Roger Hart’s Children’s Participation: From Tokenism to Citizenship described tokenism as youth having voice but no power. All of the youth leaders interviewed concluded that State of Philadelphia Youth Leadership was characteristically tokenistic:
“It’s one thing to hear somebody out. Now it’s another thing, they actually sit at the table and begin working with them, strategizing with them, or being on the front lines with that person…valuing those perspectives and allowing not just yourself to hear it and take heat. But… allow yourselves to be led…we share our experiences. You know how we feel…then we don’t hear anything after that. There’s no type of follow up…We don’t even know what happened with the information that’s involving you, involving young people.”
~ Andre Simms, Lead Youth Organizer, Youth Art & Self-Empowerment Project & DayOneNotDayTwo Founder
“They want to leverage. Quote, unquote youth, voice, youth representation. But they don’t want to live by it. They don’t want to live as children live as youth live, which is what? Perpetually learning. Perpetually going back to the drawing board. Perpetually figuring something out, constantly discovering, constantly making room for something new and different ways of knowing something. But when youth leadership is met by, you know, stagnant organizations. When it’s met by political agendas. You know it. It’s no longer youth leadership, it becomes something else. It becomes a tool.”
~ Shaiheed Days
“I feel like sometimes they just listen to us, you know, just to make themselves look good. They will work with JLC to do this…but they don’t really do nothing with it.”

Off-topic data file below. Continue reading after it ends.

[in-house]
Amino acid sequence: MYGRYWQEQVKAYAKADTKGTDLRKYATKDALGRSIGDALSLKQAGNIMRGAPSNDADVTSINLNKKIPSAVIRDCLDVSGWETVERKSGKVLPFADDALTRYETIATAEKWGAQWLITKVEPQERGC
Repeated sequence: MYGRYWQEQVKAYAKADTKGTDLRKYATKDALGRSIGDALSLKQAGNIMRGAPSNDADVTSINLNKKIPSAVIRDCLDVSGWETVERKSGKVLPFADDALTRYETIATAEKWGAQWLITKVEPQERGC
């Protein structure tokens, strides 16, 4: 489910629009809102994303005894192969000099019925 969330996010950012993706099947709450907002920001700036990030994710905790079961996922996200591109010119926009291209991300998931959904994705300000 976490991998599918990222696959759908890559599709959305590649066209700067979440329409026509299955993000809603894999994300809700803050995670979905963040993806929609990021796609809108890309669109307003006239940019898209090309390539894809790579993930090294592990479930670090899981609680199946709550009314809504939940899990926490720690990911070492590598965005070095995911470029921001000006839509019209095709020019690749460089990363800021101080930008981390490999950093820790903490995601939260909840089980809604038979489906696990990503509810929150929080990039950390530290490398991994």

~ Anahi Figueroa-Martinez, & Jasmine Moore (concurring), Juvenile Law Center, Alumni Youth Advocates, —
“Honestly, there are plenty of youth leadership opportunities but it’s hard for youth to find them…the environment isn’t encouraging…the terminology of politics and business is said in a manner the youth don’t understand…student board seats are vacant to be filled yet they are not responding.”
“…a lot of youth, as I said, have been basically like talked down on. They’ve been under protected and over policed, and I think anything that the actual voices and concerns of youth are not being listened to…nothing systematic has actually changed.”
~Indiah Porter, Girls Justice League Bailey Executive Leadership Fellow
“ So I think it’s just important, especially at that age, to show that their voice is actually making a difference. And what we do in the next few weeks, you know it doesn’t have to be something that happens 5 years down the road, or like once they’re 18, but like right now, what they’re saying is going to influence how the teachers and leaders around them are interacting with them and what they’re seeing like in real time.”
~ Destiny Bugg, Black Girls STEAMing through Dance Program Coordinator & Drexel Justice-Oriented Youth Education Lab Program Manager
“the lived experience of young adults we have a wealth of knowledge that you do not get at school… We just want to be seen more than our situation… I’m gonna get my degree so you can see my honor, so I can have a seat at the table.”
~Jamele Green, Youth Move Philadelphia, Fellow
Voice without systemic impact is tokenistic: lack of influence, resources, investment, opportunities, follow up, commitment, infrastructure. Young people are talented and competent human beings, impacted by systems, policies and practices that are created for them, by adults, without them. They deserve a real seat at the table but Philly as David Fair says, “still has a ways to go.” We can get there with authentic youth participation.
How are you authentically including youth voices in your work?
Who is working with youth and empowering their leadership and voice to make change?
In what ways should our government, businesses, foundations, and nonprofits support youth in our communities?